In the medieval Roman Catholic Roman or Romans most often refers to: *Rome , established_title = Founded , established_date = 753 BC , founder = King Romulus , image_map = Map of comune of Rome (metropolitan city of Capital Rome, region Laz ... church there were several Councils of Tours Tours ( , ) is one of the largest cities in the Centre-Val de Loire Centre-Val de Loire (, , ,In isolation, ''Centre'' is pronounced . ; Occitan Occitan (; oc, occitan, link=no ,), also known as ''lenga d'òc'' (; french: langue d'oc) ..., that city being an old seat of Christianity, and considered fairly centrally located in France. Council of Tours 461 Athenius, Bishop of Rennes The Roman Catholic Archdiocese of Rennes, Dol, and Saint-Malo (Latin: ''Archidioecesis Rhedonensis, Dolensis et Sancti Maclovii''; French language, French: ''Archidiocèse de Rennes, Dol et Saint-Malo''; br, Arc'heskopti Roazhon, Dol ha Sant-Malo ..., took part in t ...
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Paganism
Paganism (from classical Latin Classical Latin is the form of Latin language Latin (, or , ) is a classical language A classical language is a language A language is a structured system of communication used by humans, including speech (spoken language), gestur ... ''pāgānus'' "rural", "rustic", later "civilian") is a term first used in the fourth century by early Christians The history of Christianity concerns the Christian religion Christianity is an Abrahamic The Abrahamic religions, also referred to collectively as the world of Abrahamism and Semitic religions, are a group of Semitic-originated religi ... for people in the Roman Empire The Roman Empire ( la, Imperium Rōmānum ; grc-gre, Βασιλεία τῶν Ῥωμαίων, Basileía tôn Rhōmaíōn) was the post-Republican Republican can refer to: Political ideology * An advocate of a republic, a type of governme ... who practiced polytheism Polytheism is the worship of ...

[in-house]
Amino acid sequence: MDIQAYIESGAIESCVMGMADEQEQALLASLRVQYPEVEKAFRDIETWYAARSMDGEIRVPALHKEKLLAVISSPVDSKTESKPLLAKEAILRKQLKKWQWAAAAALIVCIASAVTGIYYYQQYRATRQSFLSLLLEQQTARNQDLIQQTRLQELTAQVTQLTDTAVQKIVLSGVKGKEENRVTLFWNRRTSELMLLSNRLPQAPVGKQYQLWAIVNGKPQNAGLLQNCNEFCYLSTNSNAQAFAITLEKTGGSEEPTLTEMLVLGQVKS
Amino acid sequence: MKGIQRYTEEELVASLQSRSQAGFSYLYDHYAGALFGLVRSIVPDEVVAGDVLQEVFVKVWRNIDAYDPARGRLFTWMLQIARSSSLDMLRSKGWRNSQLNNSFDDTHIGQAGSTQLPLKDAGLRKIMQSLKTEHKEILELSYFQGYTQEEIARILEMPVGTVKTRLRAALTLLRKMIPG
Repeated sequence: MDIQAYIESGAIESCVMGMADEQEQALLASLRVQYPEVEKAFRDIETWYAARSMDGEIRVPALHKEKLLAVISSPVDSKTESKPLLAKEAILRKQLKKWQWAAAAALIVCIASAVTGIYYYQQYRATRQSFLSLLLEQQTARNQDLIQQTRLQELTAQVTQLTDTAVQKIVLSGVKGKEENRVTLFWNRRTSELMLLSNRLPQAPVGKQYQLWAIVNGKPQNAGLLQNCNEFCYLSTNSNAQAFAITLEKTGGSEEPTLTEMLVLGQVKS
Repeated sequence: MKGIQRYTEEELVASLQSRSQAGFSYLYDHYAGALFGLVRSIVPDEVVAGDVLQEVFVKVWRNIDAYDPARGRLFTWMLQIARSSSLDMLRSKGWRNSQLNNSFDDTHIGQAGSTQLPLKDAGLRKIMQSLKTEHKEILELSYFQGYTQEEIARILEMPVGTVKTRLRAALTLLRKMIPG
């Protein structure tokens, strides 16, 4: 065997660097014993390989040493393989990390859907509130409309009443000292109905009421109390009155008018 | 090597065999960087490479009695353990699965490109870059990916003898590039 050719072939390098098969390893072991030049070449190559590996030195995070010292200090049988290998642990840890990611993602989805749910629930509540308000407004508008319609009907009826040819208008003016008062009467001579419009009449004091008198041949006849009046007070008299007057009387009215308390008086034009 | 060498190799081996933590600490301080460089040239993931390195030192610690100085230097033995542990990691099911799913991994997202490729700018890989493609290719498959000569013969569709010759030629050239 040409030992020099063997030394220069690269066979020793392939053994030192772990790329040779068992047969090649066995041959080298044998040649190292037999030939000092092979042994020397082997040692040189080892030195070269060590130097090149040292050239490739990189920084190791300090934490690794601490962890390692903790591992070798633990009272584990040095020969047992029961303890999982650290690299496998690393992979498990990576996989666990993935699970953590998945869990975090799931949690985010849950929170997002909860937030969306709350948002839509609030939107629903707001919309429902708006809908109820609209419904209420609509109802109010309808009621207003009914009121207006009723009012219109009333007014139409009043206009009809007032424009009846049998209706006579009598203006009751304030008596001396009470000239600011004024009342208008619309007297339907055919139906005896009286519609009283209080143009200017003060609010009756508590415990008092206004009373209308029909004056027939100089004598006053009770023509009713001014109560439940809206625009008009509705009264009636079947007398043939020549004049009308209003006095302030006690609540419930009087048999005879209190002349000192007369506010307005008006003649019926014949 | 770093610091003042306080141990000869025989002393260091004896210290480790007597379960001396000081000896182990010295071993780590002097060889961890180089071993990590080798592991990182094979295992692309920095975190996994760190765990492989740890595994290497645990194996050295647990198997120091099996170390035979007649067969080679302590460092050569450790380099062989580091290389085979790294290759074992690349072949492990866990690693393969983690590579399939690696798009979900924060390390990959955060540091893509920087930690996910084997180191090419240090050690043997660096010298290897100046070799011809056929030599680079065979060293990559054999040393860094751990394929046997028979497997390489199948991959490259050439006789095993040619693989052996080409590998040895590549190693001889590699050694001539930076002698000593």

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Corpus Christianorum
The Corpus Christianorum (CC) is a major publishing undertaking of the Belgium, Belgian publisher Brepols Publishers devoted to patristic and medieval Latin texts. The principal series are the ''Series Graeca'' (CCSG), ''Series Latina'' (CCSL), and the ''Continuatio Mediævalis'' (CCCM). There is also a smaller section, the ''Series Apocryphorum'' (CCSA), devoted to Apocryphal works, and a collection of autographs, the ''Autographa Medii Ævi'' (CCAMA). The series ''Conciliorum Oecumenicorum Generaliumque Decreta'' (COGD) contains confessional documents from Churches and Ecumenical organisations in the World with start in Nicæa 325 until today. The principal series are seen as successors to Jacques Paul Migne, Migne's Patrologiae. In 1947 Dom Eligius Dekkers, O.S.B. of the Sint-Pietersabdij in Steenbrugge, drew up a plan for editing afresh early Christian texts. His intention was to produce in a short timespan a "Corpus Christianorum", comprising new editions of the writings of C ...
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Gallo-Roman